Then, there’s the New Years Baby. This symbolism is said to go back to ancient Greece, where parading a baby in a basket represented the rebirth of Dionysus, the God of Wine and symbol of fertility.

From ancient times, the New Year has been an occasion for contemplation and celebration. Happy and Healthy New Year to you and yours. Please let me know if you wear polka dots, break dishes, run into the ocean, or enjoy another or your own New Year tradition.

Images: PTD Phonsavan, Lybil BER, J.C. Leyendecker, Michael Lipman

You may also like: Toast the New Year with Inexpensive and Tasty Sparkling Wines.

Build Your Dream Gingerbread House Part Two

Creating and designing gingerbread houses is a fun and classic holiday activity. It can also — let’s face it — be messy and time-consuming, what with baking the pieces for and constructing the house, gathering all the needed supplies, and having an area in your home that you don’t mind getting a little frosting-spackled.

The clever solution for would-be gingerbread architects who are a little short on time and materials? Find a spot that supplies all the needed ingredients and merely requires you to show up, be creative and pay for what you use.

One such spot is Mill Valley, CA’s Gingerbread Builders, which offers standard and custom houses and everything you need to create stunning ones, including catalogs for inspiration, staff assistance, plenty of time and all manner of frosting and candy decorations. And best? It’s open every day on a drop-in basis.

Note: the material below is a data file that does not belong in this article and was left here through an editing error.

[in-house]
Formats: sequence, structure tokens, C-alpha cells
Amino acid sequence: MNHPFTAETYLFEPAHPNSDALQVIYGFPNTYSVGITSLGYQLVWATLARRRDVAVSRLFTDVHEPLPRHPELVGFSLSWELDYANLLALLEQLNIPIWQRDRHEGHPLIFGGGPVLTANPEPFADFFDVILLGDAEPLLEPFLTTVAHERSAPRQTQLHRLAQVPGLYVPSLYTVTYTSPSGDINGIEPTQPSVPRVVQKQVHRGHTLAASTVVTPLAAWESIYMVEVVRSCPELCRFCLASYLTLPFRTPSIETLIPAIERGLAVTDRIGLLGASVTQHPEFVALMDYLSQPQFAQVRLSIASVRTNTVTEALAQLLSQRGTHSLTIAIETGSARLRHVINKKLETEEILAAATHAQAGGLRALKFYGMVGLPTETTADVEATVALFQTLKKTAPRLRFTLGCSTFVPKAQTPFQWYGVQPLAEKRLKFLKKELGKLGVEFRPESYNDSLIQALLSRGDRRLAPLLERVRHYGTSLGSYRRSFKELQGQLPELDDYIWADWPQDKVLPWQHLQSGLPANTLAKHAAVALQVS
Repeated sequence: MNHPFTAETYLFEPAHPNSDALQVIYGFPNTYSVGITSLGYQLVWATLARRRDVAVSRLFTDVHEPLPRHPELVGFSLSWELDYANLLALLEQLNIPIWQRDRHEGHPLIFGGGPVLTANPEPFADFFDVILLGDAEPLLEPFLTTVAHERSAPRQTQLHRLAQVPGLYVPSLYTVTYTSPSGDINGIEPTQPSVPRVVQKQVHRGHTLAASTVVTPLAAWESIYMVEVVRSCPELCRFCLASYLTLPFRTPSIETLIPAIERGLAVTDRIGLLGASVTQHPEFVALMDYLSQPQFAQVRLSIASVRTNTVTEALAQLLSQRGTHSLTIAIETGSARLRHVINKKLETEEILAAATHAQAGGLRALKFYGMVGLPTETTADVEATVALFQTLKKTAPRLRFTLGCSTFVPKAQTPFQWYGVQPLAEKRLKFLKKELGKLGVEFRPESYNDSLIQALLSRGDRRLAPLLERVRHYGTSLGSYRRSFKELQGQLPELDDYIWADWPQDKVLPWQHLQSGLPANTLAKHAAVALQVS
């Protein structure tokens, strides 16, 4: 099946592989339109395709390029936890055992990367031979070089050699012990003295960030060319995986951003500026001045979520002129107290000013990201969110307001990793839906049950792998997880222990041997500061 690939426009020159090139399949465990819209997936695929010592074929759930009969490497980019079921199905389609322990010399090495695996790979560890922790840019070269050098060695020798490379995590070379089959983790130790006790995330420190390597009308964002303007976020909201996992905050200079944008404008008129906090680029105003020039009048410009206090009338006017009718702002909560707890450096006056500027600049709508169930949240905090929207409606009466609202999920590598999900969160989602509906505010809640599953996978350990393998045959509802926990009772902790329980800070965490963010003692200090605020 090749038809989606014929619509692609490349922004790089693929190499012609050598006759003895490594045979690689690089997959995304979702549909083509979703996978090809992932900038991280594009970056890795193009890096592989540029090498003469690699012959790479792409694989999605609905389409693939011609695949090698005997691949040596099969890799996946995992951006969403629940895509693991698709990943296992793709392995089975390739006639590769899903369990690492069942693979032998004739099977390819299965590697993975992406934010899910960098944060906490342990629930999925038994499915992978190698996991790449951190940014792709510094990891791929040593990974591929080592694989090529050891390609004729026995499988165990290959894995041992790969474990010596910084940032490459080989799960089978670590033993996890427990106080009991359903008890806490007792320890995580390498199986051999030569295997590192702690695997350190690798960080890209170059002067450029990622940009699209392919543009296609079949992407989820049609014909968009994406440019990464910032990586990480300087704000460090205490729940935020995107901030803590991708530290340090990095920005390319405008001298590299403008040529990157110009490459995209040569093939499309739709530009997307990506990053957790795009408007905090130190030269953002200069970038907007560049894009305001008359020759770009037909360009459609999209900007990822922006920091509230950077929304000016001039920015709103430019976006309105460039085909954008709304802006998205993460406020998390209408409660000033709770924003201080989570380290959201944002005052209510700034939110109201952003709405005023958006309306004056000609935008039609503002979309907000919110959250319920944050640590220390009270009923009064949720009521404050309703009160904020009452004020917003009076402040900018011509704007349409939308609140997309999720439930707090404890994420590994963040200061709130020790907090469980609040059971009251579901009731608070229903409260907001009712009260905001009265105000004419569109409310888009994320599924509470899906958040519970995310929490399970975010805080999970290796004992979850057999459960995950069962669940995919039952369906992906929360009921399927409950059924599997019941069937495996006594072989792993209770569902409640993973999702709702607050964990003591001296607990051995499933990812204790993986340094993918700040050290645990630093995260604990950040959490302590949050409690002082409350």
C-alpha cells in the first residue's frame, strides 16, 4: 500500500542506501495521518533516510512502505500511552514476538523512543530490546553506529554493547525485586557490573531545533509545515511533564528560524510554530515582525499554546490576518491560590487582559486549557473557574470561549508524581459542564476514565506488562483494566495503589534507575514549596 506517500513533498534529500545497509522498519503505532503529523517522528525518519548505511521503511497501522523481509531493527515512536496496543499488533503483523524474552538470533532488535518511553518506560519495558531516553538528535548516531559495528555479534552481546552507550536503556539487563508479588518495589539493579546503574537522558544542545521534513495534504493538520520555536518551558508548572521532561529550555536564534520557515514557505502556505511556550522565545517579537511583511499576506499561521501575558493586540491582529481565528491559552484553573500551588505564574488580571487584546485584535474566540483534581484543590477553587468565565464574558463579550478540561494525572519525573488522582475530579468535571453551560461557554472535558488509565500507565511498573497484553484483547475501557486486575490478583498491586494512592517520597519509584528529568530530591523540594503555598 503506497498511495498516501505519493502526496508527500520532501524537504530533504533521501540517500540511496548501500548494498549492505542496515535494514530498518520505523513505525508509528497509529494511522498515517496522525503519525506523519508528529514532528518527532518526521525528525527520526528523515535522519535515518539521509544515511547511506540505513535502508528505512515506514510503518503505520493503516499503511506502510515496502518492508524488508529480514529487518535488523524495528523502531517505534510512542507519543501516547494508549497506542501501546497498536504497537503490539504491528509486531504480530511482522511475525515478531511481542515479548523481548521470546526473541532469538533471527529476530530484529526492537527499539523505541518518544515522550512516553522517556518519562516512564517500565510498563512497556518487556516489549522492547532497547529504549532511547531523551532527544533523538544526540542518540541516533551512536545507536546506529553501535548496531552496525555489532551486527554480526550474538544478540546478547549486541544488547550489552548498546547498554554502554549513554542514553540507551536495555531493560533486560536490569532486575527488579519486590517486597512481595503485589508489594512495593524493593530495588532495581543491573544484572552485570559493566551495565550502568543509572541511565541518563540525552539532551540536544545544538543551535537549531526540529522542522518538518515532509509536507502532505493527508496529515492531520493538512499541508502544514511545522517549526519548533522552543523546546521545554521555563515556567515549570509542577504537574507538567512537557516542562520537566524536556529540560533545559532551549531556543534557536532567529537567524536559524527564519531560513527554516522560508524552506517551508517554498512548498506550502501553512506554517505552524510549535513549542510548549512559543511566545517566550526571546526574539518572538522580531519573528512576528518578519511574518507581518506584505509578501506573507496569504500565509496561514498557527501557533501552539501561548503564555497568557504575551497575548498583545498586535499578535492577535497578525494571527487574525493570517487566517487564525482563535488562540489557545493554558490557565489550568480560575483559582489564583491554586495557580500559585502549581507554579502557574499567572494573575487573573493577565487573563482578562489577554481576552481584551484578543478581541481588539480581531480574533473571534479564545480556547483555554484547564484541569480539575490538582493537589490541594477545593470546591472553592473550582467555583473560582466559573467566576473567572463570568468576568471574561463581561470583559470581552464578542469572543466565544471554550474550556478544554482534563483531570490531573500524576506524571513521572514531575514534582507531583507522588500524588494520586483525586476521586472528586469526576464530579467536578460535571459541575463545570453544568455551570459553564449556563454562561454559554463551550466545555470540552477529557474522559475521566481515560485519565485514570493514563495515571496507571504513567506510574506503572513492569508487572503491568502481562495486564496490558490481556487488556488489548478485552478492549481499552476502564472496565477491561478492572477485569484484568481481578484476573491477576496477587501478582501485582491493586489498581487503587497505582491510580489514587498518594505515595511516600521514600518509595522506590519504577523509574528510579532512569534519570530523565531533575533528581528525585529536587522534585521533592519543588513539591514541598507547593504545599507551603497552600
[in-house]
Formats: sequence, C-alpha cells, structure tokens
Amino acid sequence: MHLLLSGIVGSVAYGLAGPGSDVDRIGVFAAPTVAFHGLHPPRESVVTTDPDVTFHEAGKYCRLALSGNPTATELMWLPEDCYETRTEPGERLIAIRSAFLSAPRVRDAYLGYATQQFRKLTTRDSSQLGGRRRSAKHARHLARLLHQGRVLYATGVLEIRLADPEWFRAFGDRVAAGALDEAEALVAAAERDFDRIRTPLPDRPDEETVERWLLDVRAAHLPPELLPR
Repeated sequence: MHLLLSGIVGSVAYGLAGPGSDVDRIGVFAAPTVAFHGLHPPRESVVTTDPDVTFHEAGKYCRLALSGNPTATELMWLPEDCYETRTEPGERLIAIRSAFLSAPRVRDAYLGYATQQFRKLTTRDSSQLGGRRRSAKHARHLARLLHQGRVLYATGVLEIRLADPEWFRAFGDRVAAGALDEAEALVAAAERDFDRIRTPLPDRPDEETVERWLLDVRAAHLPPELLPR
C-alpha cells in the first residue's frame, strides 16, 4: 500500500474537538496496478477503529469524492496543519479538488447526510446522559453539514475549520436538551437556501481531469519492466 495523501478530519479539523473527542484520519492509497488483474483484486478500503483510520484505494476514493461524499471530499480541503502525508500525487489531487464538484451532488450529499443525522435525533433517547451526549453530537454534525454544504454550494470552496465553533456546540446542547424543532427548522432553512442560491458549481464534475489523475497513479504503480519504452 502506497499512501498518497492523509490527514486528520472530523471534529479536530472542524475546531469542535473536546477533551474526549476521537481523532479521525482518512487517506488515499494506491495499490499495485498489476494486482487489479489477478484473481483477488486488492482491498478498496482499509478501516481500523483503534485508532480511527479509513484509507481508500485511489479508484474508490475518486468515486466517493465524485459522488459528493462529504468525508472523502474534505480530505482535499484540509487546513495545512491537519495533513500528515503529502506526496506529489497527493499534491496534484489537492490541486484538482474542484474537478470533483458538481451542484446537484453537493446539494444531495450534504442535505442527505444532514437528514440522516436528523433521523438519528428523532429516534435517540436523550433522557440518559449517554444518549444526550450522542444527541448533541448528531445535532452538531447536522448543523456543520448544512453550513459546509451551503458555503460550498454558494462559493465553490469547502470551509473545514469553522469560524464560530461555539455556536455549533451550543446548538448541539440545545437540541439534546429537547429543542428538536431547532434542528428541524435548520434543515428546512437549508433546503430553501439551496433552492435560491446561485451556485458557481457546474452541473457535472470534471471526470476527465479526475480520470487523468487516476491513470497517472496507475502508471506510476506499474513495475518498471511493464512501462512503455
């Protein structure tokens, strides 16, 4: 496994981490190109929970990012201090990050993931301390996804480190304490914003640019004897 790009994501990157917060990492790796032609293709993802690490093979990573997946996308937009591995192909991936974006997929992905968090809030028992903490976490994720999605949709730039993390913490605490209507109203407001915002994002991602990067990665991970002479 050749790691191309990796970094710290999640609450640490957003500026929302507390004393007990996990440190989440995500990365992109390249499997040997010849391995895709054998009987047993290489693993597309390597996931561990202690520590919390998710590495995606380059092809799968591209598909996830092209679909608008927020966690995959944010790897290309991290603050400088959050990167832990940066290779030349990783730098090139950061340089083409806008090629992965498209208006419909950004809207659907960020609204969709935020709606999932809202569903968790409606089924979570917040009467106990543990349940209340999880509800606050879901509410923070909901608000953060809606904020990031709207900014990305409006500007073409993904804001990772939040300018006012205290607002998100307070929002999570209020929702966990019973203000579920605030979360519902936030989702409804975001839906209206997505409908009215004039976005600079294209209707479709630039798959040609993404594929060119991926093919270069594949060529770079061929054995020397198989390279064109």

Other Bay Area spots offer gingerbread house workshops at specific times. These include the Bay Area Discovery Museum in Sausalito, Cake Art in San Rafael, Autumn Express in San Francisco, and Spun Sugar in Berkeley.

Across the country, in Lexington, MA, Wilson Farm offers a gingerbread house workshop on a historic farm that features lots of other fun activities. In Newton, MA, Create a Cook has a two-part gingerbread house workshop, in addition to other kids’ cooking classes.

New York City’s Taste Buds offers lots of gingerbread house and holiday cookie workshops.

Chicago’s Emerald City Theater features gingerbread house making in conjunction with other theater activities.

The Creative Discovery Museum in Chatanooga, TN, has lots of gingerbread house workshops.

In Camano Island, WA, you can decorate a gingerbread house outdoors at the Cama Beach Nature Preserve with Gingerbread Lady Alice Blandin. (Register by Dec. 6.)

In Toronto, the very special-sounding Madeleines, Cherry Pie and Ice Cream offers drop-in gingerbread house creating, along with owner/ baker/cake decorator Kyla Eaglesham.

Seeking a larger project? This person in my town transforms their house into a lifesize gingerbread house each year!

So, whatever your taste, time allotment, budget and desire, there’s a gingerbread house project for you, and a place to create it!

For more ideas and how-tos, see my earlier post about Constructing and Decorating a Gingerbread House. Have fun!

Photos: Top Three – Gingerbread Builders, Kyla Eaglesham, Susan Sachs Lipman

Huffington Post: Rise, Fall & Rise of New York City’s School Gardens

Every now and again, you stumble upon what is simply a great story. Daniel Bowman Simon’s Rise and Fall of School Gardens in New York’s Past Can Guide Us Into the Future traces New York City’s early community gardens, such as the 1902 Children’s School Farm in DeWitt Clinton Park on 54th St. and 12th Ave. in Manhattan, which was planted as much for the civic virtues and love of nature it would instill in its young gardeners as it was for its vegetables and flowers.

A couple of years after its inception, there would be a whole School Farm movement, with an astonishing 80 plots in New York. In 1931, there were 302 school gardens, which accounted for 65 acres.